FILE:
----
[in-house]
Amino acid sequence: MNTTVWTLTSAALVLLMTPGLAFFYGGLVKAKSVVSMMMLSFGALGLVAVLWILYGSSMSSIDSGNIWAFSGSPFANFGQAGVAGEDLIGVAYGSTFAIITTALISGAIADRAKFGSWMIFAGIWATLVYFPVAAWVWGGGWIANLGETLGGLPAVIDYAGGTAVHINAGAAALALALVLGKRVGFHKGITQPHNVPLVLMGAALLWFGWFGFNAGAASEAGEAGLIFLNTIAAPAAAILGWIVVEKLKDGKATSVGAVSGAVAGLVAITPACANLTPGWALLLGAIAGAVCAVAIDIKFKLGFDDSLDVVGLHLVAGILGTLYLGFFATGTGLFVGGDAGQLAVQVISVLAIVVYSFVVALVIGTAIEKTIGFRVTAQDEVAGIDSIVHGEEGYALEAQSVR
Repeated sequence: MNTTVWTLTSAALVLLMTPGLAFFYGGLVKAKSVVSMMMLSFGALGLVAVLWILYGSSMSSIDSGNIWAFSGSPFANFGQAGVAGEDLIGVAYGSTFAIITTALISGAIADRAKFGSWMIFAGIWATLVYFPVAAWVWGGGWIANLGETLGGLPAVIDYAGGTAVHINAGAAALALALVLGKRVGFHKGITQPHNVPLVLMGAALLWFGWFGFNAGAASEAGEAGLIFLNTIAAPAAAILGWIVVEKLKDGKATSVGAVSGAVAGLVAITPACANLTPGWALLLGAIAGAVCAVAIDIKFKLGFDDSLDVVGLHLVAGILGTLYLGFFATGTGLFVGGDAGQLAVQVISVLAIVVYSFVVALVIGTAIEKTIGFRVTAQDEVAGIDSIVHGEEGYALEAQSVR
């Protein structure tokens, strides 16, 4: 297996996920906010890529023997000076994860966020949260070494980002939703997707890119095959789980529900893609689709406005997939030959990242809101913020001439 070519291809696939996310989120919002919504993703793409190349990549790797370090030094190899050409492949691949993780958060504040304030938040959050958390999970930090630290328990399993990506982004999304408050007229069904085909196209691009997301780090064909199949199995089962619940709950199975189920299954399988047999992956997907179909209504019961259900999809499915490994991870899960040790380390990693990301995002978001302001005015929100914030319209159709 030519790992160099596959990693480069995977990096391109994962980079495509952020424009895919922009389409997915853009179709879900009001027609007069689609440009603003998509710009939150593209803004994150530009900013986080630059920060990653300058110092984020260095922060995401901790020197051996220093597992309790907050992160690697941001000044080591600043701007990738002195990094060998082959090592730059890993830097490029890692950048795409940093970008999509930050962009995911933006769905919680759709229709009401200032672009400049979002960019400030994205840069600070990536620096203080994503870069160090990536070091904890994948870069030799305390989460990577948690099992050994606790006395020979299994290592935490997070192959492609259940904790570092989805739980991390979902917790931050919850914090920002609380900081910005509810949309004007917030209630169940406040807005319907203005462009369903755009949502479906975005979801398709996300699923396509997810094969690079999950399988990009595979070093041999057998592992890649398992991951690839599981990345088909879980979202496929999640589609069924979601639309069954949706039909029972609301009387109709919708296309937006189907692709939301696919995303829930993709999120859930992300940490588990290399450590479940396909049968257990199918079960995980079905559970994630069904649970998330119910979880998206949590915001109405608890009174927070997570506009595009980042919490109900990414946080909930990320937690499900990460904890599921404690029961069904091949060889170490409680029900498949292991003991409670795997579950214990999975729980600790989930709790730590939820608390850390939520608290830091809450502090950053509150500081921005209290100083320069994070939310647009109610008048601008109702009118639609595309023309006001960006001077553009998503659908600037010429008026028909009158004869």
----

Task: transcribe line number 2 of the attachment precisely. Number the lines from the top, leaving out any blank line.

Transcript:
Amino acid sequence: MNTTVWTLTSAALVLLMTPGLAFFYGGLVKAKSVVSMMMLSFGALGLVAVLWILYGSSMSSIDSGNIWAFSGSPFANFGQAGVAGEDLIGVAYGSTFAIITTALISGAIADRAKFGSWMIFAGIWATLVYFPVAAWVWGGGWIANLGETLGGLPAVIDYAGGTAVHINAGAAALALALVLGKRVGFHKGITQPHNVPLVLMGAALLWFGWFGFNAGAASEAGEAGLIFLNTIAAPAAAILGWIVVEKLKDGKATSVGAVSGAVAGLVAITPACANLTPGWALLLGAIAGAVCAVAIDIKFKLGFDDSLDVVGLHLVAGILGTLYLGFFATGTGLFVGGDAGQLAVQVISVLAIVVYSFVVALVIGTAIEKTIGFRVTAQDEVAGIDSIVHGEEGYALEAQSVR